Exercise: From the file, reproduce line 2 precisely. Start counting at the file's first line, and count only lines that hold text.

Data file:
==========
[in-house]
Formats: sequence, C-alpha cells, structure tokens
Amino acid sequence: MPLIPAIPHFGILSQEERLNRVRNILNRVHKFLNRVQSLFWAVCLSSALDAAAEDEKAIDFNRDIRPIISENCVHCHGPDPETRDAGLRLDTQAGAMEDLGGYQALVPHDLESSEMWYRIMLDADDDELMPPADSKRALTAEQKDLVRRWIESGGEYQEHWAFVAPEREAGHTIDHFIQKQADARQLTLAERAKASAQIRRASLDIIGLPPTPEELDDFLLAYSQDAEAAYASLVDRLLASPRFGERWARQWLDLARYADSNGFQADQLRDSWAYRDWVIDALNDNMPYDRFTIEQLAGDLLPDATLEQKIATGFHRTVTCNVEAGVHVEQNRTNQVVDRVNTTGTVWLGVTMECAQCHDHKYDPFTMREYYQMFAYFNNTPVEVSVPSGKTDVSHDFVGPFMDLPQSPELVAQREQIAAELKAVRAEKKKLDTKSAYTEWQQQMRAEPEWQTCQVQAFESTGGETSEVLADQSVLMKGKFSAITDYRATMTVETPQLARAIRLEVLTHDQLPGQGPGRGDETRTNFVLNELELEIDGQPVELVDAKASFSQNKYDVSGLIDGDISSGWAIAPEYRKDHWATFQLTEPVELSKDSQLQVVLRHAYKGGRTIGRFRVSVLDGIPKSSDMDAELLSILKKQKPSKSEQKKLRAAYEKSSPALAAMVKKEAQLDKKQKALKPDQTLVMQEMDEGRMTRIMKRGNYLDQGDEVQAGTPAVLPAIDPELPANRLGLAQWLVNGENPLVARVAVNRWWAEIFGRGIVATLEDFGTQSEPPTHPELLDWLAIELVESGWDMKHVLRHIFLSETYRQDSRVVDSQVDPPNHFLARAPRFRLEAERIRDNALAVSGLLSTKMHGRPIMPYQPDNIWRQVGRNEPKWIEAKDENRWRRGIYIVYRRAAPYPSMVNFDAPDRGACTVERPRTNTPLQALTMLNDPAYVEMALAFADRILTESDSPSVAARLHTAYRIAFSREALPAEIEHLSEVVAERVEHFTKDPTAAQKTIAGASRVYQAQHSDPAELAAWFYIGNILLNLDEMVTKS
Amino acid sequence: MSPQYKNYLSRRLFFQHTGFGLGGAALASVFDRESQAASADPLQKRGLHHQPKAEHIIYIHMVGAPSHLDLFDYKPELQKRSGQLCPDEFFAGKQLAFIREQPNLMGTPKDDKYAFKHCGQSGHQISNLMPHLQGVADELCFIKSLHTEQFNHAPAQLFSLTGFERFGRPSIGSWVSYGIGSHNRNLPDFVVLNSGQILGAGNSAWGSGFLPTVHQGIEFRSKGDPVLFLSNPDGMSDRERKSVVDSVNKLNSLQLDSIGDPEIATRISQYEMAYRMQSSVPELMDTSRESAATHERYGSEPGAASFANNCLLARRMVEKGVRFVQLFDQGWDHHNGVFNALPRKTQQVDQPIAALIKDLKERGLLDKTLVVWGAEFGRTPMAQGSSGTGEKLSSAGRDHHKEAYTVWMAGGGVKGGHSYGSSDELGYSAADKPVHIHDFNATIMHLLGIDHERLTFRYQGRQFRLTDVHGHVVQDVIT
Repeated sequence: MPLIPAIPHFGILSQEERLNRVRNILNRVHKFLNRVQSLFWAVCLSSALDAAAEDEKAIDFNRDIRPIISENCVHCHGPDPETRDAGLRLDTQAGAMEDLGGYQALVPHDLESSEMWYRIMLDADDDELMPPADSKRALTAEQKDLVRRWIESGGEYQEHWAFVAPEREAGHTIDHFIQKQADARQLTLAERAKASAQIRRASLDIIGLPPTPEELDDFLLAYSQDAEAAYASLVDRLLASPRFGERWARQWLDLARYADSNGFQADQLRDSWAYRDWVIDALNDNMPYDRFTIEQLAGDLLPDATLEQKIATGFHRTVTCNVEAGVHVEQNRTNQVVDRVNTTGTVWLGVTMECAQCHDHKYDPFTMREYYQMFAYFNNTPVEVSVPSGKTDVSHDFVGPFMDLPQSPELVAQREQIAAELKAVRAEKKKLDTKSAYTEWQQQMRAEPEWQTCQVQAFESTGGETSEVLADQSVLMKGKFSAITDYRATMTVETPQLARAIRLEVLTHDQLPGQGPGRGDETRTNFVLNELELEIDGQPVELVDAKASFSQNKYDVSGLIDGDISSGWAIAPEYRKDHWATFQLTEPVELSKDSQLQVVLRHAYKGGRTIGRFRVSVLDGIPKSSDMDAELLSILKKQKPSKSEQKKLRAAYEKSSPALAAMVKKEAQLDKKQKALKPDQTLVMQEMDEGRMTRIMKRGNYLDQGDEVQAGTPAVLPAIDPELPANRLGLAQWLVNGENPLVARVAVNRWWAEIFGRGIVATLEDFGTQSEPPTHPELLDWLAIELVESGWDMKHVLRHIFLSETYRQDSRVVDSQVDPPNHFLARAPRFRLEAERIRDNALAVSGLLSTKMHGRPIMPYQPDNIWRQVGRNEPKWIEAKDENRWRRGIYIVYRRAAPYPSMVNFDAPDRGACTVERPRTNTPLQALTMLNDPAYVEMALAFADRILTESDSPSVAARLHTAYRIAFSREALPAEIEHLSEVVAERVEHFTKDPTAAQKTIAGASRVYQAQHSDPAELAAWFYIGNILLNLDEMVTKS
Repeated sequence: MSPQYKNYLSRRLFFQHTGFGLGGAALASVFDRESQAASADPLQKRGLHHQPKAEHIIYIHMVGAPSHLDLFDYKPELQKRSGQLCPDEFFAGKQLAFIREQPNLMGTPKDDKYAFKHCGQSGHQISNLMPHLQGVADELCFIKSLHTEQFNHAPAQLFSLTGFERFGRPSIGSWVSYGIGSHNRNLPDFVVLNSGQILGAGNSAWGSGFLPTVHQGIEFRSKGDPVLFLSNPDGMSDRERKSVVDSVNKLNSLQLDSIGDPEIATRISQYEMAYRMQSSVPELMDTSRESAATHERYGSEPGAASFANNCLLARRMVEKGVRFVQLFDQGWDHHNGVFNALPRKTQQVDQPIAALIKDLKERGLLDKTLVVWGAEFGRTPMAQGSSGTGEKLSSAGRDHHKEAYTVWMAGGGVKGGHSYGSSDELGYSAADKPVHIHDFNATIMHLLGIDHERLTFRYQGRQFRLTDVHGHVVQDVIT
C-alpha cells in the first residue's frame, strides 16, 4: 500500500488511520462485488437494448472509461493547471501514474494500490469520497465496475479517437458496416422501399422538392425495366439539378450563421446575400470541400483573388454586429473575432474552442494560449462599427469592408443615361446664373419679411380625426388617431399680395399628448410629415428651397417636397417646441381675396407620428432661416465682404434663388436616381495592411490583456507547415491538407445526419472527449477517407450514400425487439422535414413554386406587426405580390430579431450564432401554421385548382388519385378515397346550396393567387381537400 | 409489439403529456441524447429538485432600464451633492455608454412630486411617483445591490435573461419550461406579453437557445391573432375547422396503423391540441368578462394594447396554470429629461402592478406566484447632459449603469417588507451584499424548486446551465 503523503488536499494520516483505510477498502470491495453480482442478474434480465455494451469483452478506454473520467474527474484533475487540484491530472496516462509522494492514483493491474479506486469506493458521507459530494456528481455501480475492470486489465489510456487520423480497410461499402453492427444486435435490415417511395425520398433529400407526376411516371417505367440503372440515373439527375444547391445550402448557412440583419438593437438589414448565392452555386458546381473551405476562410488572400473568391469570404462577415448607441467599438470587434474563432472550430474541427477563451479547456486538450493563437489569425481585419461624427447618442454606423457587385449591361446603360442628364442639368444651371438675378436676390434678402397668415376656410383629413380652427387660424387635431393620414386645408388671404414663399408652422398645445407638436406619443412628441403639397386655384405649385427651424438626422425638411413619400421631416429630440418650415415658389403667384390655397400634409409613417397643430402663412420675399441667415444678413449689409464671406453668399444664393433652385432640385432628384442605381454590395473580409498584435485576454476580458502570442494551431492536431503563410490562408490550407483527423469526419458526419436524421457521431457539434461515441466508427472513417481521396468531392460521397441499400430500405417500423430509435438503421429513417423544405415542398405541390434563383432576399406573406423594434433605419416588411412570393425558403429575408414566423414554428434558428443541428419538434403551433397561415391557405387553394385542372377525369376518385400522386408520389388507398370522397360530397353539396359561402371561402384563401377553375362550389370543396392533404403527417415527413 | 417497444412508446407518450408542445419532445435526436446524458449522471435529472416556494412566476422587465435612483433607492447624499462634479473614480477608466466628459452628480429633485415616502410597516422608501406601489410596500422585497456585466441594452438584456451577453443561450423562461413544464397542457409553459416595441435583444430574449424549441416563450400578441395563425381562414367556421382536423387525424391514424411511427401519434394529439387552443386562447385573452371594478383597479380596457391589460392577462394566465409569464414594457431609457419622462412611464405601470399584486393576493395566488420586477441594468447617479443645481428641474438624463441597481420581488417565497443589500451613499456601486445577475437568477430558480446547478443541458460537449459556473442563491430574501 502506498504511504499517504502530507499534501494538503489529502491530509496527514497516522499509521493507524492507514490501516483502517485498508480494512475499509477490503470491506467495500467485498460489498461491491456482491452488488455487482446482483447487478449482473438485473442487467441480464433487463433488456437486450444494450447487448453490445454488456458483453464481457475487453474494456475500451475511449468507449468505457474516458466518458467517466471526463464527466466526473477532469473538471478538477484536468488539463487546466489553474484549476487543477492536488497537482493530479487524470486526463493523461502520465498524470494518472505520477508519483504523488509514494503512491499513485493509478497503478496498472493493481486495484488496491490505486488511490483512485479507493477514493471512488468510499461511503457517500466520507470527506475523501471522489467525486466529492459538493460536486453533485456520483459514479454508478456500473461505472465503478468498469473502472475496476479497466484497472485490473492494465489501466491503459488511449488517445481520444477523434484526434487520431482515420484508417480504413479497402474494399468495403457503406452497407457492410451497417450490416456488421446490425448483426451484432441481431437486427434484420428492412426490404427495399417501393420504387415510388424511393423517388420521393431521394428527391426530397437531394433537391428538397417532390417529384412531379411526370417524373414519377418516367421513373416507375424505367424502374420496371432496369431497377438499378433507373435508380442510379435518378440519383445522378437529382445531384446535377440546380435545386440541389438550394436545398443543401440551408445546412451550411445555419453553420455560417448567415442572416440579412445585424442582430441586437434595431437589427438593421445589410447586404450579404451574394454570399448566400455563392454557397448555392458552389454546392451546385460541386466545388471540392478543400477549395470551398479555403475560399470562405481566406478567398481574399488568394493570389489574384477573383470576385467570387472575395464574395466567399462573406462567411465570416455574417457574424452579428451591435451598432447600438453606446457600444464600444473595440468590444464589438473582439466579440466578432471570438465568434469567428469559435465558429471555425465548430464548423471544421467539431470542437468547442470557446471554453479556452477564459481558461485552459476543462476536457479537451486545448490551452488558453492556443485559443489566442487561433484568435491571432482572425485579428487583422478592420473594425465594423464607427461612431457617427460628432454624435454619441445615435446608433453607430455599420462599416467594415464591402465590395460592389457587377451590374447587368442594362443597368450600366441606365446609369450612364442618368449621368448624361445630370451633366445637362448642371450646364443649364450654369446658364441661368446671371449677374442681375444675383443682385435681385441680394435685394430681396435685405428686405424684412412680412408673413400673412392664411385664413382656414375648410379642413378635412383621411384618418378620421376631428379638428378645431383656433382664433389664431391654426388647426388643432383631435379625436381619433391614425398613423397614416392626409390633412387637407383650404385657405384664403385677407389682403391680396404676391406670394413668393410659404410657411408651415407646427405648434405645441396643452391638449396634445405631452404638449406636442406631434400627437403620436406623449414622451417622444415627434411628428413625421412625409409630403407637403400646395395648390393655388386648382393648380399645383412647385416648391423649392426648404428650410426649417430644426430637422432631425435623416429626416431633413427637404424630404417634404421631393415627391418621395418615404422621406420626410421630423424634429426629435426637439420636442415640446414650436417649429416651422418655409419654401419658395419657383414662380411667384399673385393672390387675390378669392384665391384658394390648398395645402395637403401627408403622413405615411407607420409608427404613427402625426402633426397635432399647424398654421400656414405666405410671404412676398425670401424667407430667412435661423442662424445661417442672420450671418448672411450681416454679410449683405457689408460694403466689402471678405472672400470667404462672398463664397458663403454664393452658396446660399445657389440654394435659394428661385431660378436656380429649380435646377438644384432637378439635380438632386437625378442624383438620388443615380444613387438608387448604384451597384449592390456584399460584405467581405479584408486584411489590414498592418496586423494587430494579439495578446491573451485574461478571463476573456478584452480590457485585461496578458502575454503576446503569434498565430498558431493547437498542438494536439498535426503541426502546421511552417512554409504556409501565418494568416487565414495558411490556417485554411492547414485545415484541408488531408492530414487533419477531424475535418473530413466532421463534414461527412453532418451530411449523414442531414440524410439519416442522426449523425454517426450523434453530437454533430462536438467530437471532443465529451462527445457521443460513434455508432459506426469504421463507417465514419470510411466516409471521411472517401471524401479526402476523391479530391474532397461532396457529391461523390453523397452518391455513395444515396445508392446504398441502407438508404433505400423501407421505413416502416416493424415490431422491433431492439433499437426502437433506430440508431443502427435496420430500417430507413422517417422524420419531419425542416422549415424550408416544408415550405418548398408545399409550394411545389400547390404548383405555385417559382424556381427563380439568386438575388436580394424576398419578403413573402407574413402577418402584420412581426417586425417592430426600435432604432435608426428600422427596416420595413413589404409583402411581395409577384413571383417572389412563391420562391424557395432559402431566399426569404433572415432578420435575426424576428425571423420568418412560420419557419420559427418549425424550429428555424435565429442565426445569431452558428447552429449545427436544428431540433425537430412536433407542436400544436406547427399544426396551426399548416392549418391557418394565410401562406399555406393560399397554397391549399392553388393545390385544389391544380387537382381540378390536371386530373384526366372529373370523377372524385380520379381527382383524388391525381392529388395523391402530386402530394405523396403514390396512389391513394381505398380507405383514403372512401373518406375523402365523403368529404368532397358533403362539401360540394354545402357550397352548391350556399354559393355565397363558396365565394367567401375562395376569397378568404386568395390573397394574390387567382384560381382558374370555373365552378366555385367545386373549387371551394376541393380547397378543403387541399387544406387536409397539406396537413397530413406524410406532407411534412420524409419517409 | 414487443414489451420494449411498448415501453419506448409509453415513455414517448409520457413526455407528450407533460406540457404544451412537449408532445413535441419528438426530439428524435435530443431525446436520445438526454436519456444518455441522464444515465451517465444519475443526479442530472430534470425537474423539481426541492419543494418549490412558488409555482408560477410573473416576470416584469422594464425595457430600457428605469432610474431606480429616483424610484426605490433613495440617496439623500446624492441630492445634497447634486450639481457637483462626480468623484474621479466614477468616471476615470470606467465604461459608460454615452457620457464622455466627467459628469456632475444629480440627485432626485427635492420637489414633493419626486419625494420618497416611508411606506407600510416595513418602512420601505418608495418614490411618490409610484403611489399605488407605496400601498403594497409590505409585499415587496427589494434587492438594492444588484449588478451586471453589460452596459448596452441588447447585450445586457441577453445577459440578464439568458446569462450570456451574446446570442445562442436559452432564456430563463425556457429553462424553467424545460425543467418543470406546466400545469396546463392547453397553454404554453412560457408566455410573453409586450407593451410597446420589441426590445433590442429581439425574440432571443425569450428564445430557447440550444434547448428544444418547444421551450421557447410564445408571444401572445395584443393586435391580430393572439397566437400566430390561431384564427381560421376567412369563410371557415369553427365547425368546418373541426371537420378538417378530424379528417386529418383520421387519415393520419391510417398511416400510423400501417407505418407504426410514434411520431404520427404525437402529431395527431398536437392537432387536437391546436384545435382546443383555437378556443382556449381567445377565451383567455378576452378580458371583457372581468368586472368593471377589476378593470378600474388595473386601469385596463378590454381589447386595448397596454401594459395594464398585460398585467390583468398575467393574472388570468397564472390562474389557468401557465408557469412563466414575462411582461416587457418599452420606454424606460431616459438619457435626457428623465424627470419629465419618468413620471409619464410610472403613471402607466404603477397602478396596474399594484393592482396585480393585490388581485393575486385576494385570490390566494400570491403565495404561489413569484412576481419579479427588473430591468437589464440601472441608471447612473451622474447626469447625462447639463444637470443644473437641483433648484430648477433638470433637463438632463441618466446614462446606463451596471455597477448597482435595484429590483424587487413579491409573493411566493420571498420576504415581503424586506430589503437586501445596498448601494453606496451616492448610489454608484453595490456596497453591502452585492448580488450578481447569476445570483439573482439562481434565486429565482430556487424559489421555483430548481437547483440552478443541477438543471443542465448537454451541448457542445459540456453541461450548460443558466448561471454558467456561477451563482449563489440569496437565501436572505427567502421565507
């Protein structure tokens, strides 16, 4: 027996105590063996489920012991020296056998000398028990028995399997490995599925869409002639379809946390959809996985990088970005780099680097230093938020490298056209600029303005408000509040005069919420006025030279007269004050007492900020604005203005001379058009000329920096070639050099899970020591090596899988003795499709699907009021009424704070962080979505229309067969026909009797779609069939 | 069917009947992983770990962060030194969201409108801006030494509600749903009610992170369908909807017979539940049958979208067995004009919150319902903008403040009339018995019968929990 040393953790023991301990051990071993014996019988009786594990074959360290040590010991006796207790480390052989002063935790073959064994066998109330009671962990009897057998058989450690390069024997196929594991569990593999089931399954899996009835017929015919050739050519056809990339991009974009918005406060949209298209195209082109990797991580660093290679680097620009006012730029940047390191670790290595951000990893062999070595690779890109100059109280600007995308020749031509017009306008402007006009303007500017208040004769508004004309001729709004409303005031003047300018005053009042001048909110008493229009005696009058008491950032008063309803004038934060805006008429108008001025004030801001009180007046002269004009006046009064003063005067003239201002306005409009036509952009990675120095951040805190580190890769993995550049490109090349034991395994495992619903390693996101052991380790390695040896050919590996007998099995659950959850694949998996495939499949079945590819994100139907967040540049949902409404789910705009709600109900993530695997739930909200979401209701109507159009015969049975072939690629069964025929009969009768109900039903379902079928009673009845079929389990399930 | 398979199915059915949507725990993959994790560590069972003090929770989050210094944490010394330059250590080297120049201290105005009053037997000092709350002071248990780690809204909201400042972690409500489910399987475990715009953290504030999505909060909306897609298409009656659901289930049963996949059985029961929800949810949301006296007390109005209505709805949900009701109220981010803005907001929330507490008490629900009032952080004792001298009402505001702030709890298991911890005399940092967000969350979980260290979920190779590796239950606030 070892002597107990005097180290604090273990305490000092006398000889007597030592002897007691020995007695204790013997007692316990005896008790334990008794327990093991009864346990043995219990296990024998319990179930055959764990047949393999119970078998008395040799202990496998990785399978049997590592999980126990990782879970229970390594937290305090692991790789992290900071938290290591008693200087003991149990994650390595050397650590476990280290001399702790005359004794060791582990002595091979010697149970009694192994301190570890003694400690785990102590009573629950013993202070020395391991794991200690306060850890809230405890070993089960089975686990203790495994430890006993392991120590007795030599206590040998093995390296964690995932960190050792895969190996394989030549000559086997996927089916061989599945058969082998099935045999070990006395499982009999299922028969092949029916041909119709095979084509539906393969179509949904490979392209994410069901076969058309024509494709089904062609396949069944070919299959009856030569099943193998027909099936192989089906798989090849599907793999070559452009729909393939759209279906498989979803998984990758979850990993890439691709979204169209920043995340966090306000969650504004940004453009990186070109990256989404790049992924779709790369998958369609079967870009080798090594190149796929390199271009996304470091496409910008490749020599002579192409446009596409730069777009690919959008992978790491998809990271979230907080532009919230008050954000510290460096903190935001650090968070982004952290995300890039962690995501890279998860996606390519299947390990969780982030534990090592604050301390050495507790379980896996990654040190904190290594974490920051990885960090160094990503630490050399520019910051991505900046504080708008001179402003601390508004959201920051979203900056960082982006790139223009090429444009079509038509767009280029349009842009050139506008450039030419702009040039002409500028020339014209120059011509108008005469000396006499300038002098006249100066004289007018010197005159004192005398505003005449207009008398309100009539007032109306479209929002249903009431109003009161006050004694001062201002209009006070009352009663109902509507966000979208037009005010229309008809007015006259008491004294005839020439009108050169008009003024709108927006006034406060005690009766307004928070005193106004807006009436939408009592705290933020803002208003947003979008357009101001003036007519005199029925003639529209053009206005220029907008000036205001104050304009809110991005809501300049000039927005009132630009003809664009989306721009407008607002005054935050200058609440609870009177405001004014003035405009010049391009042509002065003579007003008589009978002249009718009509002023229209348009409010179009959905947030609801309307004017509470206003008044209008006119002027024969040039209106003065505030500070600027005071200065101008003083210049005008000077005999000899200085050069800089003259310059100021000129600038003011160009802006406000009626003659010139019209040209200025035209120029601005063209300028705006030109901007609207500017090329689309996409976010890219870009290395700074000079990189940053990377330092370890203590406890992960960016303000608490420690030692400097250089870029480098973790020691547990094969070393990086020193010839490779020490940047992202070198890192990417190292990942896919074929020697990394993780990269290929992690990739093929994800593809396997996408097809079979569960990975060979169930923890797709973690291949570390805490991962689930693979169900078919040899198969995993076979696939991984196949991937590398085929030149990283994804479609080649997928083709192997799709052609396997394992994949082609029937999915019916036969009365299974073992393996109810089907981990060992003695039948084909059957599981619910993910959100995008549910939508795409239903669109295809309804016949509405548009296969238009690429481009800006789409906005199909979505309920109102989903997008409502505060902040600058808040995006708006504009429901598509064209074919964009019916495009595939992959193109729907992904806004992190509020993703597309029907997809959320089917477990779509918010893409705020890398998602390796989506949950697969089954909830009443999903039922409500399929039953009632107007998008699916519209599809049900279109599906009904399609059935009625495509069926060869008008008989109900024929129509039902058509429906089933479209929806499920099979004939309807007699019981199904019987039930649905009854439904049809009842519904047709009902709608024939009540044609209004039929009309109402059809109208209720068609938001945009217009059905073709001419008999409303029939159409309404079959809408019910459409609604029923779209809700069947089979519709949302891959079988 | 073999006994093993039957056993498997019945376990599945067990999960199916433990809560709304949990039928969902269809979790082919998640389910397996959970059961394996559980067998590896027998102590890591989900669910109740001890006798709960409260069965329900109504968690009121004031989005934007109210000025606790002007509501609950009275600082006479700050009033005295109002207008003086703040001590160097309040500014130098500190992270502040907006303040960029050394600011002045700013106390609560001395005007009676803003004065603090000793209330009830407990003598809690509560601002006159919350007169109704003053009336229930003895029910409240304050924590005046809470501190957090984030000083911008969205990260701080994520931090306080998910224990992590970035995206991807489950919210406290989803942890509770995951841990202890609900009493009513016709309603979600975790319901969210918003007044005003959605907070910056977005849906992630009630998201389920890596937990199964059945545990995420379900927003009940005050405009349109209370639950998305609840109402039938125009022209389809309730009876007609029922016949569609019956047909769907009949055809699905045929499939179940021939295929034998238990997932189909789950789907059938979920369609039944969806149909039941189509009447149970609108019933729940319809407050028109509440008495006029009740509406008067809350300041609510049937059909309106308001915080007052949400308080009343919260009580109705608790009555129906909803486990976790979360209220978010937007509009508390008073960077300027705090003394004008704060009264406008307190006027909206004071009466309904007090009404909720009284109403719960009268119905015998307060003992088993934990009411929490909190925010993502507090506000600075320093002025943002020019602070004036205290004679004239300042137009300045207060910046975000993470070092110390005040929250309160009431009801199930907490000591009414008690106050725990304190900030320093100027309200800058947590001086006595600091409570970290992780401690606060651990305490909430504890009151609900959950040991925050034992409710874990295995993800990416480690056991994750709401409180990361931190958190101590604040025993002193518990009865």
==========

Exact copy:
Formats: sequence, C-alpha cells, structure tokens